Tuesday, 14 July 2020

The OECD's take

Yesterday I had a go at estimating what the drop in New Zealand GDP had been during the June quarter, when the lockdowns were in place. Meanwhile, in Paris, the OECD was just putting to bed its Employment Outlook 2020 (best link here, others got on my wick with overenthusiastic use of dynamic charts and highlighted text), and they helpfully included this chart of what they think happened in June across the OECD. 

They have the New Zealand June decline at -15%: yet another sign that our June quarter wasn't quite as bad as it originally shaped up to be. It's also, despite the relative stringency of our lockdown, not too bad an outcome by OECD standards: the median decline across the OECD was -12.9%. If you'd like the raw data to play with they're here.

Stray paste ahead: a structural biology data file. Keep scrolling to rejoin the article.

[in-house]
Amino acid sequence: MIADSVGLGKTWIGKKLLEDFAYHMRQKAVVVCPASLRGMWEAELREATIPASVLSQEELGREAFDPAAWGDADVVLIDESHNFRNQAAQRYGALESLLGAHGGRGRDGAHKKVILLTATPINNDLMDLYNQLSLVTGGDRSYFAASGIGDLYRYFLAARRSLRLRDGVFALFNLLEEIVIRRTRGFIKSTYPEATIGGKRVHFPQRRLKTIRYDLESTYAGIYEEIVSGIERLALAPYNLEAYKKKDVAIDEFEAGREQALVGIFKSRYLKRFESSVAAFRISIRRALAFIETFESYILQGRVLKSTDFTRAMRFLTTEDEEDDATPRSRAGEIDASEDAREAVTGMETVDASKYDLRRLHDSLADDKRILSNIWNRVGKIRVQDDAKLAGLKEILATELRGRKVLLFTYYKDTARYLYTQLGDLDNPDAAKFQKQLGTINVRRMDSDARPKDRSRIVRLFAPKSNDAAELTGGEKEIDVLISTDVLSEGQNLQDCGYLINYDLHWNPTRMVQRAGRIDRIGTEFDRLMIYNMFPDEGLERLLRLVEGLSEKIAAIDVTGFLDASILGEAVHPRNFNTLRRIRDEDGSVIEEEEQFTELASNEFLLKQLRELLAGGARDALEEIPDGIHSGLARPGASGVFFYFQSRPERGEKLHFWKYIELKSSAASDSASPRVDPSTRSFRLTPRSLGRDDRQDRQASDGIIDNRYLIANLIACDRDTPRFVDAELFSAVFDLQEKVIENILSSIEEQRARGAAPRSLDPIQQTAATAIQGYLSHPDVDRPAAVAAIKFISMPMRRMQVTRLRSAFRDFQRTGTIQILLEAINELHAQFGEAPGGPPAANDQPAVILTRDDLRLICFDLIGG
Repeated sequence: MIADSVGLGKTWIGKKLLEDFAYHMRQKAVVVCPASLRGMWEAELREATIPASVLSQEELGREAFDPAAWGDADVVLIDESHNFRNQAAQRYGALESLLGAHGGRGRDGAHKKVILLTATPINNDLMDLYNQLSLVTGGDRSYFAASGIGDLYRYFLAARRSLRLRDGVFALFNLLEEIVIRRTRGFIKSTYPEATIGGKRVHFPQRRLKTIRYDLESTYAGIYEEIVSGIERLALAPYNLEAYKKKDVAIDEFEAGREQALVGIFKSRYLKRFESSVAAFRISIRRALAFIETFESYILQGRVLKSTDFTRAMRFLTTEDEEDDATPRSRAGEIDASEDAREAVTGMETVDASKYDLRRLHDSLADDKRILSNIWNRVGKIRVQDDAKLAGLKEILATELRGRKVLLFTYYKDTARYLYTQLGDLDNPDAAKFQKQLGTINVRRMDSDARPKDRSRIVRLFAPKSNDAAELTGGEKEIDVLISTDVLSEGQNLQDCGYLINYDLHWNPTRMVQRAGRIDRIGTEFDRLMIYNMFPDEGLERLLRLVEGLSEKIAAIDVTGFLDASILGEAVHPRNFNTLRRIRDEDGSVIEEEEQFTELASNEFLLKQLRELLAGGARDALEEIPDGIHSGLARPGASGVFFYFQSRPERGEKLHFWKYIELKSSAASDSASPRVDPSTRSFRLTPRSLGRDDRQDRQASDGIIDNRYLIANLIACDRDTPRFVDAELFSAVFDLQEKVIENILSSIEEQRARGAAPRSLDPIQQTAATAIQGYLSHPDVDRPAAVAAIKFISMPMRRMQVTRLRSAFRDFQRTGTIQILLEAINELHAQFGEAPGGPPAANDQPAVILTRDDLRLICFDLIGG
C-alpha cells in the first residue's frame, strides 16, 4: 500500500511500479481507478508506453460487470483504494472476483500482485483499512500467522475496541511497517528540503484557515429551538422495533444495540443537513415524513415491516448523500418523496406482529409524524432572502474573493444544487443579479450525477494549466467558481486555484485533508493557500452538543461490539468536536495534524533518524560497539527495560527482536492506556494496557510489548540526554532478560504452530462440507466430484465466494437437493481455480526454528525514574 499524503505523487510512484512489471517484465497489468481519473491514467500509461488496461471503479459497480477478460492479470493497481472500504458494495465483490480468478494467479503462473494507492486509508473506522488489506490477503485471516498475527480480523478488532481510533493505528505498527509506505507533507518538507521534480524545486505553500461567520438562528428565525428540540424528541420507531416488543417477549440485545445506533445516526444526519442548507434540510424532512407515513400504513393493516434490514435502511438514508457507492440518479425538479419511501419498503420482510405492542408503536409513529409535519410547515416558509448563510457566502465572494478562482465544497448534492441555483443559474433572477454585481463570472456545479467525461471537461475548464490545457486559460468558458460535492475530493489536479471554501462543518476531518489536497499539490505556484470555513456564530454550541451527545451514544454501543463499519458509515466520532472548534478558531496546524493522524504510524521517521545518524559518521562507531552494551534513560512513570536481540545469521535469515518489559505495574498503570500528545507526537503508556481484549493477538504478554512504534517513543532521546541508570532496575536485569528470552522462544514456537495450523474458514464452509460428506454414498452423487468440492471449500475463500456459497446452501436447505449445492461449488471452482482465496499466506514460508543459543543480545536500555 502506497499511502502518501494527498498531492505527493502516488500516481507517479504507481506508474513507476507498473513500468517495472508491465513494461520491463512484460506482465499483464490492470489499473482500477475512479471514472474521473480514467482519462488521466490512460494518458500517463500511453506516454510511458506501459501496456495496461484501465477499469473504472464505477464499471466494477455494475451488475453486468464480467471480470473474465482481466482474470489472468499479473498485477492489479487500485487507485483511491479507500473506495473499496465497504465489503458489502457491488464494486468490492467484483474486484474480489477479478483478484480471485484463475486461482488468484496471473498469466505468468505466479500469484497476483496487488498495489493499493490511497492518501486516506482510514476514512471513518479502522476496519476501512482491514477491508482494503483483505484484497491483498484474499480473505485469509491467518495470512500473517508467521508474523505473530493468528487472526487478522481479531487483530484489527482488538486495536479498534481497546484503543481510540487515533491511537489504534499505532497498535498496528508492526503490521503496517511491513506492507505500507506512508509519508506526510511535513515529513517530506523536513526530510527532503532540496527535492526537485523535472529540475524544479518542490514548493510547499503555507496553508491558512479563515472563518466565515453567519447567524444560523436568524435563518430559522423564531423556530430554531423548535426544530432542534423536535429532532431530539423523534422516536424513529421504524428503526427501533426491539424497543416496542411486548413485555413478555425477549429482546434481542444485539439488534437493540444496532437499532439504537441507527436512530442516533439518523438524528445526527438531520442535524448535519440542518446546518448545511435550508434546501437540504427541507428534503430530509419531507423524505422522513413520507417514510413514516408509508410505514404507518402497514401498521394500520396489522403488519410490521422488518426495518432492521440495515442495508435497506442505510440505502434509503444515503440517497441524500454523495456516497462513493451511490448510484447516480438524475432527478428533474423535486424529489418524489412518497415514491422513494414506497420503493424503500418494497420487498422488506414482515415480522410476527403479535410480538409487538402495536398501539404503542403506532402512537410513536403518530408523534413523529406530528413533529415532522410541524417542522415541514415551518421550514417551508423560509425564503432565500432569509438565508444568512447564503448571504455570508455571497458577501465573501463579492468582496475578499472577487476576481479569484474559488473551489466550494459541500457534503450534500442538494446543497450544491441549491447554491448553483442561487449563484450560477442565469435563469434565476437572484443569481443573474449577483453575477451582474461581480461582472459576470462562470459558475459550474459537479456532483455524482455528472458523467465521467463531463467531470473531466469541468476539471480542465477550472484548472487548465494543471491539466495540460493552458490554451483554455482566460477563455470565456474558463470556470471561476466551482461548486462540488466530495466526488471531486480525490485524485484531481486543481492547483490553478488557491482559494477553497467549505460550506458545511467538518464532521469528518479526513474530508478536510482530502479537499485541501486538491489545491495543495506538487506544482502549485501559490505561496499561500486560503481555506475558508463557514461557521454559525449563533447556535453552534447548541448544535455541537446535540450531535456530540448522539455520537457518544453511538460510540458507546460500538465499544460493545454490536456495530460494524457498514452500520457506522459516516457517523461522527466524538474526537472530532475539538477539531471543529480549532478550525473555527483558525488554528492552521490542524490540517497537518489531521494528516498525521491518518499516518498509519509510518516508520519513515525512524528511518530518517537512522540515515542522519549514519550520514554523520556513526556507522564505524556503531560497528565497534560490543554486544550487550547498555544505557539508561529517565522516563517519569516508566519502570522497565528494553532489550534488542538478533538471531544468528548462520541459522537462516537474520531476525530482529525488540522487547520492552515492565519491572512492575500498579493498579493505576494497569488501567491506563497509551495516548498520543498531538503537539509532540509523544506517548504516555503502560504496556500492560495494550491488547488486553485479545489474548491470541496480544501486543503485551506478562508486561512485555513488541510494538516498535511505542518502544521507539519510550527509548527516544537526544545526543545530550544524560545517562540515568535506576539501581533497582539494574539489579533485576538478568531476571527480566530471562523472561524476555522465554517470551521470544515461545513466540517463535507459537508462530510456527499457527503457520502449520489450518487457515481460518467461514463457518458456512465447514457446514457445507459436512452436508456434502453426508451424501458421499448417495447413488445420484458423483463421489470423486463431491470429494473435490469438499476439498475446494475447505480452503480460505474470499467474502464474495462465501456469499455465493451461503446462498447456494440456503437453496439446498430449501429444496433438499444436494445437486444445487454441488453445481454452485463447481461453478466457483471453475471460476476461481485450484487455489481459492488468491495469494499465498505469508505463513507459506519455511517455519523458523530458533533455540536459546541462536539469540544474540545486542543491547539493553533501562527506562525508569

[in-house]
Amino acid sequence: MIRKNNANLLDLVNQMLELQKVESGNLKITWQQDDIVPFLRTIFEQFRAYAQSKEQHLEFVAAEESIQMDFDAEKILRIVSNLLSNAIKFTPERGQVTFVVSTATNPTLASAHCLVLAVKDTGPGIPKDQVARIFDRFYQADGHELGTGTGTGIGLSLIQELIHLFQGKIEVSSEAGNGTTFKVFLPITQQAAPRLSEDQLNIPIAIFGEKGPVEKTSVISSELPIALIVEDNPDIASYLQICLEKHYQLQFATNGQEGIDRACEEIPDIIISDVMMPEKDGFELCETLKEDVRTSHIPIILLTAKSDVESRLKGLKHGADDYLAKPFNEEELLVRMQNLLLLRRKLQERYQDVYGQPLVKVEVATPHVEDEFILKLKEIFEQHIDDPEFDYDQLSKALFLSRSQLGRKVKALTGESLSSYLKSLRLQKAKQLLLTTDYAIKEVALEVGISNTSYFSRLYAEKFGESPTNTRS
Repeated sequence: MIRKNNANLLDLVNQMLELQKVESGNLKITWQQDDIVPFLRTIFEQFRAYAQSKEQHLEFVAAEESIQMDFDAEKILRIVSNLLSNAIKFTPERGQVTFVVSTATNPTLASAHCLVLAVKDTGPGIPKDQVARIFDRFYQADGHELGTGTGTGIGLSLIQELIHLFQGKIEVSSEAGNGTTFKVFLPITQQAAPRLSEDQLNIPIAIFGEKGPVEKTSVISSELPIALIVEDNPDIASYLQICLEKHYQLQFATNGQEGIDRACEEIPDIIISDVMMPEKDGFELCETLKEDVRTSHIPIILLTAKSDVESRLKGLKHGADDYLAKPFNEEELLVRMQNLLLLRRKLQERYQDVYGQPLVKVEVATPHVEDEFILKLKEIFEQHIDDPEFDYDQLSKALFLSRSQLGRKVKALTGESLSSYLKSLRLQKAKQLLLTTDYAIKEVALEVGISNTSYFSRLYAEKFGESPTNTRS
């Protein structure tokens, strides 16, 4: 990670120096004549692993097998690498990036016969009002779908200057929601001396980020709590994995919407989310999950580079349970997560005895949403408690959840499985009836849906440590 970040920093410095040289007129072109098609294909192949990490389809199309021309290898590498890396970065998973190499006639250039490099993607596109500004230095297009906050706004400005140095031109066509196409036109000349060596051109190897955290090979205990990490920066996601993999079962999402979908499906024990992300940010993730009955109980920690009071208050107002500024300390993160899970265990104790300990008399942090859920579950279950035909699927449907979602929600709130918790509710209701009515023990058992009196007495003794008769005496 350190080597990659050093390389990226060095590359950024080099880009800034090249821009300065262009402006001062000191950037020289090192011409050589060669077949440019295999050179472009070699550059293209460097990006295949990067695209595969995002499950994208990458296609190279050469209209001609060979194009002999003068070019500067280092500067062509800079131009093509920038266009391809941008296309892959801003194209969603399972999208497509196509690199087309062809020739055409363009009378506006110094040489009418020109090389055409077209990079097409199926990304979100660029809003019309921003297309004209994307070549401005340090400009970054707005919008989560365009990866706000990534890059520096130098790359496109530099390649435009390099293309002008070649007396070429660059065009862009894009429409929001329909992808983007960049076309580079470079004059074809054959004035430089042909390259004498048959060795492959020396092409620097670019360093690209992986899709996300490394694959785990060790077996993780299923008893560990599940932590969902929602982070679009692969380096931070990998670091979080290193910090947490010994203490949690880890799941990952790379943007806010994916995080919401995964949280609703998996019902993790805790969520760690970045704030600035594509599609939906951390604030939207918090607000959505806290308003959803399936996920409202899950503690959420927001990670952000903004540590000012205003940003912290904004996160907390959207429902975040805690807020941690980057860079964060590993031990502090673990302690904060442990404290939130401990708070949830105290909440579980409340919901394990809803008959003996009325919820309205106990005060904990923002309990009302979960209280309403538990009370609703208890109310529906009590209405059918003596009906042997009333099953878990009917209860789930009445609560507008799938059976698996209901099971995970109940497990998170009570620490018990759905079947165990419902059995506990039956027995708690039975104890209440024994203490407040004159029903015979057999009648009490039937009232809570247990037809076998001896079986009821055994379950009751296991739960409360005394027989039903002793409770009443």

The OECD report also had this interesting chart on use of wage subsidy (and similar) schemes. We're right over there on the left hand side as a big user.


That's fine by me - it was IMHO a completely appropriate and even necessary fiscal response, and especially by New Zealand's chronic micromanagement standards a remarkably quick, simple and effective one. And it's interesting to see that nearly all of the other countries (ex France and Germany) went the same hassle-free 'ask no questions' route and approved virtually every application that came in.

As things stand, the wage subsidy scheme won't be available for much longer (last applications close on September 1): at the moment I can't see how it can sensibly be wound up without some replacement made available for the worst of the tourism, hospitality and accommodation sectors.

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